So here you are: you have a brilliant business idea or maybe even an MVP. All you need now is to turn that idea into a reality. But to do so, you need money. And probably a lot of it, if you want to join ranks with other high-growth companies.
Obtaining startup funding is a huge challenge for small businesses.
You could turn to friends and family for support, however, to do so would naturally mean putting their money at risk and thus your relationships, too. It is a risk you may prefer not to run.
So what other options do you have?
There are many different ways of working on a product and developing new ideas. Some of them, however, like waking up in the morning with the brilliant idea that bestows you instant, entrepreneurial stardom, for example, are well behind us.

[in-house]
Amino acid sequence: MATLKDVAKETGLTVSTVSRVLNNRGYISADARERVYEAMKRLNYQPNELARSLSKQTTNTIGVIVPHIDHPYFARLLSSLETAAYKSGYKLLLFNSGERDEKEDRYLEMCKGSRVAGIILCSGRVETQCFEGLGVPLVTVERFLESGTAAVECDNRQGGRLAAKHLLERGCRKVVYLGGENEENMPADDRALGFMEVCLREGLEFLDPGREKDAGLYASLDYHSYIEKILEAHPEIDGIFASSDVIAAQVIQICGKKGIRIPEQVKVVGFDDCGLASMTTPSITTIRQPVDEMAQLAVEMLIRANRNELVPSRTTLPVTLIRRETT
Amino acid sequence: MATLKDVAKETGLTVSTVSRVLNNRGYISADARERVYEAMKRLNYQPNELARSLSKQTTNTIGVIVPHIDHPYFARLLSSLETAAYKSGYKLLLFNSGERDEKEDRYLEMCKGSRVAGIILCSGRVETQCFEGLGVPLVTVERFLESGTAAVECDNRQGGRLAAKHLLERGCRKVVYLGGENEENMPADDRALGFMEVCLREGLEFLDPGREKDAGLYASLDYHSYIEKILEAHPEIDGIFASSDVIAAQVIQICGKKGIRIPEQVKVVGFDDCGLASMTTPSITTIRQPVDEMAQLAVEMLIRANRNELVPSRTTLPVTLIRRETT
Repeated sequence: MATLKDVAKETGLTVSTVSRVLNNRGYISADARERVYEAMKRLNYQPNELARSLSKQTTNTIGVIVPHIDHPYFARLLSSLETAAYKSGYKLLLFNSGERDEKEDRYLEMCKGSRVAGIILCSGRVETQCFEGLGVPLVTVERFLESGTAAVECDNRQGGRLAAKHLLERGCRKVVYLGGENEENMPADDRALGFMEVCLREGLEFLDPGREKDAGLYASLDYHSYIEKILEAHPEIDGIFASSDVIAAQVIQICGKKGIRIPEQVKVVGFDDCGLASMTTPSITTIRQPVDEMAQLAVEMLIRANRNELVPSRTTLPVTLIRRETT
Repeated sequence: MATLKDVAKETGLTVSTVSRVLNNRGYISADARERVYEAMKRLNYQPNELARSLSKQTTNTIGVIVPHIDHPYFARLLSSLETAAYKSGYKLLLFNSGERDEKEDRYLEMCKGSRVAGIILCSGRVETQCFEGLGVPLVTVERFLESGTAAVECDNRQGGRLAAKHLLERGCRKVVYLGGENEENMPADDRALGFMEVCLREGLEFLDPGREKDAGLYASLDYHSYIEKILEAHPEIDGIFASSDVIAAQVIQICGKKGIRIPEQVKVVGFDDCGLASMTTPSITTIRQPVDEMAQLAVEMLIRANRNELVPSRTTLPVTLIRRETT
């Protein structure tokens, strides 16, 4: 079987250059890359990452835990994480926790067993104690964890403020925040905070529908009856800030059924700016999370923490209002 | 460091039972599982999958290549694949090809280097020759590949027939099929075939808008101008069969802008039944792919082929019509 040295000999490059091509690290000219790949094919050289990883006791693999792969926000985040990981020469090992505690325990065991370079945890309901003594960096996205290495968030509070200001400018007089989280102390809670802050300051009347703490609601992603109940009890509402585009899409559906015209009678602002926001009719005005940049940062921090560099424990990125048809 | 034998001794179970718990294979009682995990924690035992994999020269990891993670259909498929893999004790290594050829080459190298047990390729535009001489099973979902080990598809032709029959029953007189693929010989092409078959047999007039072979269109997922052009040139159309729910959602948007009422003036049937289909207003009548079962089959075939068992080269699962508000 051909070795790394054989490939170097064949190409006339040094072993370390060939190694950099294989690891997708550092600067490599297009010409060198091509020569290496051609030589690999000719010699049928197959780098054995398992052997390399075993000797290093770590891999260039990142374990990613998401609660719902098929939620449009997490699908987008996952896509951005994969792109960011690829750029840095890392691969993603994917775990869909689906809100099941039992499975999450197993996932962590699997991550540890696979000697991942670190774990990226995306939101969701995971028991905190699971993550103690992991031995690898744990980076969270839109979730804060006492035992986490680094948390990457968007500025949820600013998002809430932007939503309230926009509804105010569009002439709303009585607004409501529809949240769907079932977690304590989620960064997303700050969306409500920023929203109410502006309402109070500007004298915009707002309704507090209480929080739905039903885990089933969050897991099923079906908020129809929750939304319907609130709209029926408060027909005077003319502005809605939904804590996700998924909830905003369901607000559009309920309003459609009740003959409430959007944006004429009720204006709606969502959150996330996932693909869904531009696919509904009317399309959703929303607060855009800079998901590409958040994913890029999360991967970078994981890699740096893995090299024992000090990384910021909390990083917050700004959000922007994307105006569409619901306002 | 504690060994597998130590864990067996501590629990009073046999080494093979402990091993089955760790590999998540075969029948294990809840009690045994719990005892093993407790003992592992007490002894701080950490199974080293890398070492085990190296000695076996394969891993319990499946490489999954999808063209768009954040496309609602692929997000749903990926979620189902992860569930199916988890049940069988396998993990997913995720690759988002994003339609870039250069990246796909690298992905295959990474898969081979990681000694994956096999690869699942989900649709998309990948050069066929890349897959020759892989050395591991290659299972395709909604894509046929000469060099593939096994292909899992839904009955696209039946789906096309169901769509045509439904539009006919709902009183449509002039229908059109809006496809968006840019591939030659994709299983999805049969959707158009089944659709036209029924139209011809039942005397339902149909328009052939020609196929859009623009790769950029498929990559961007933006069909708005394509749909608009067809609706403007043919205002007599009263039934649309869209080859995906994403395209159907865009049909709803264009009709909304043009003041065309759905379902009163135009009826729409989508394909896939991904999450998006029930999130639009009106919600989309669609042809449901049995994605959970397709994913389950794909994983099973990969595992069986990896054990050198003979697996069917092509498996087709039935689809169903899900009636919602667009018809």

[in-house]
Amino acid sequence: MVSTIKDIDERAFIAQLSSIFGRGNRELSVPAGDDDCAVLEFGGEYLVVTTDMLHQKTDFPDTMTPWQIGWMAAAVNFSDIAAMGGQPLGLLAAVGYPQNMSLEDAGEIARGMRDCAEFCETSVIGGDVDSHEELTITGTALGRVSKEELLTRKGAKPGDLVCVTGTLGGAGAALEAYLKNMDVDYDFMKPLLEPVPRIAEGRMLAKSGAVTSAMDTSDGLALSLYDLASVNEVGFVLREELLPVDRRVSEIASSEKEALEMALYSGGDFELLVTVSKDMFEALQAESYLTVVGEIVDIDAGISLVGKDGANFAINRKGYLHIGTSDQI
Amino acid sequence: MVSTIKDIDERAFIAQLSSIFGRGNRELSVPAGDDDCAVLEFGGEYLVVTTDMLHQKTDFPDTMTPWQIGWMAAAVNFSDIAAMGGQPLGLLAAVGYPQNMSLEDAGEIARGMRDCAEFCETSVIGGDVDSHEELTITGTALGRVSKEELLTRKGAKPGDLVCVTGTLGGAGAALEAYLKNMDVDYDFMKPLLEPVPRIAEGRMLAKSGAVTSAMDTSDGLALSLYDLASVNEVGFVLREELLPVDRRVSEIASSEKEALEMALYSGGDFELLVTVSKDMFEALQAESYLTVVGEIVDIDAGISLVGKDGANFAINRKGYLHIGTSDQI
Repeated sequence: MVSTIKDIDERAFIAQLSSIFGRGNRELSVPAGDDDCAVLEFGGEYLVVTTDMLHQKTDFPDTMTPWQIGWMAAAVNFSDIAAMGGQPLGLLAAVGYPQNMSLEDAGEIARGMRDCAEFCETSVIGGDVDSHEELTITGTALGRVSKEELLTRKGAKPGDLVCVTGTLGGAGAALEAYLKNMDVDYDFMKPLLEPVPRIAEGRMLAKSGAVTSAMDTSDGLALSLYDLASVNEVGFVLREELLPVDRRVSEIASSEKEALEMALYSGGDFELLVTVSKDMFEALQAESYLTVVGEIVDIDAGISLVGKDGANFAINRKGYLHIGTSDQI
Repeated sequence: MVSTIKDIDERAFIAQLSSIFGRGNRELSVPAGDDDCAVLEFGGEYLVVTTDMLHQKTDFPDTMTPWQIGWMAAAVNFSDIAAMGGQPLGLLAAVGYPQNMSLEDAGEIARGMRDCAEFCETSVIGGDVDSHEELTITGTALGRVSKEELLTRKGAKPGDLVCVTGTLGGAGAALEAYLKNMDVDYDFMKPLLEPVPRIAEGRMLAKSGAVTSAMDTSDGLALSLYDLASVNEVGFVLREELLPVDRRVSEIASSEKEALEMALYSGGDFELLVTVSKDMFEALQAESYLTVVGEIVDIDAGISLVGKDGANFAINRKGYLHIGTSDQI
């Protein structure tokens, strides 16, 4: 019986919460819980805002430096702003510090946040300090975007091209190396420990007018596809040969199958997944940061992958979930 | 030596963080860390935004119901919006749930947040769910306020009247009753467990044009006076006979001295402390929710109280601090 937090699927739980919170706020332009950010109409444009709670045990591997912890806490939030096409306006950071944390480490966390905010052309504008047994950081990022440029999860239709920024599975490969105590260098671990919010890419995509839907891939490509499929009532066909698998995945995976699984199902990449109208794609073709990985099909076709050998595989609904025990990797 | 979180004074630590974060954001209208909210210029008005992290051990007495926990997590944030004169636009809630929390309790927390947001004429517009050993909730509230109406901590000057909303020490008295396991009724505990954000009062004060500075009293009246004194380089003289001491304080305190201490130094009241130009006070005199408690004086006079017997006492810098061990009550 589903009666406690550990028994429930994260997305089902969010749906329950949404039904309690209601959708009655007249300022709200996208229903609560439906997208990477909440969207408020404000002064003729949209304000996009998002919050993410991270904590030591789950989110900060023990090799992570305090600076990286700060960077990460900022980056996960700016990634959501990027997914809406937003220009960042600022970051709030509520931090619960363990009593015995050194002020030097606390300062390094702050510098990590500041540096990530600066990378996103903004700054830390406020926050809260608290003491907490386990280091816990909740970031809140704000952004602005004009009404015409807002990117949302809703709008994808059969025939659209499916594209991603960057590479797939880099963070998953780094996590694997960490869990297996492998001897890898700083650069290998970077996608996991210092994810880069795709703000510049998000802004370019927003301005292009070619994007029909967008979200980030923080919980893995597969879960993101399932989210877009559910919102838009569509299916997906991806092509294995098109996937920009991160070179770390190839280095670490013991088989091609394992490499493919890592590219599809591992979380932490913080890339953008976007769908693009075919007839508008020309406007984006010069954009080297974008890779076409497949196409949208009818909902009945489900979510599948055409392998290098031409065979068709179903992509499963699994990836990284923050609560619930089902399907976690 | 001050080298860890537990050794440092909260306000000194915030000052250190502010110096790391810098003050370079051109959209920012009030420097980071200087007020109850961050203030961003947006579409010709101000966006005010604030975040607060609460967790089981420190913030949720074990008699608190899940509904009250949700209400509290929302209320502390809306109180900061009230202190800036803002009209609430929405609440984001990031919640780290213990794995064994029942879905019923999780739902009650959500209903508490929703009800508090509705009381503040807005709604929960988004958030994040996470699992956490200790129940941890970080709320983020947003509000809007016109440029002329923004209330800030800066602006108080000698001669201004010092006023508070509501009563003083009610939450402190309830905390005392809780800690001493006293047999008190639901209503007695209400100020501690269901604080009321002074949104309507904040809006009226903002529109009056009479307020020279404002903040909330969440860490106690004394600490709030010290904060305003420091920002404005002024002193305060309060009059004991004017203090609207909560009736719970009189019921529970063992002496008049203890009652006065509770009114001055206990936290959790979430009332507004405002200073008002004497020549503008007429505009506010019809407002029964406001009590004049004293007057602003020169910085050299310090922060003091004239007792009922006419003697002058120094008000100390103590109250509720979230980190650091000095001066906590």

The same goes with outsourcing all work and decision-making to someone else. Of course, you can do it; for some, it might be even quite tempting. But that’s not really what being a founder is about, something you probably feel in your bones already.
Although we use our skills and experience to support startups in many different fields, there is still no substitute for a founder with vision. No replacing his or her motivation, continuing desire to learn and commitment to teamwork for the sake of creating a truly desirable product.
When it comes to teamwork, Startup Development House prioritizes workshops and co-creation as a crucial means of effective collaboration, rather than stray emails and endless, unstructured meetings.
Getting the perspectives of target users is invaluable to the product development process. There are numerous qualitative data collection methods that can be used to achieve this, and in-depth interviews are among the most effective.
But they are not necessarily the easiest. They require solid preparation as well as specific skills and predispositions in the interviewer.
So here's what you should know about in-depth interviews.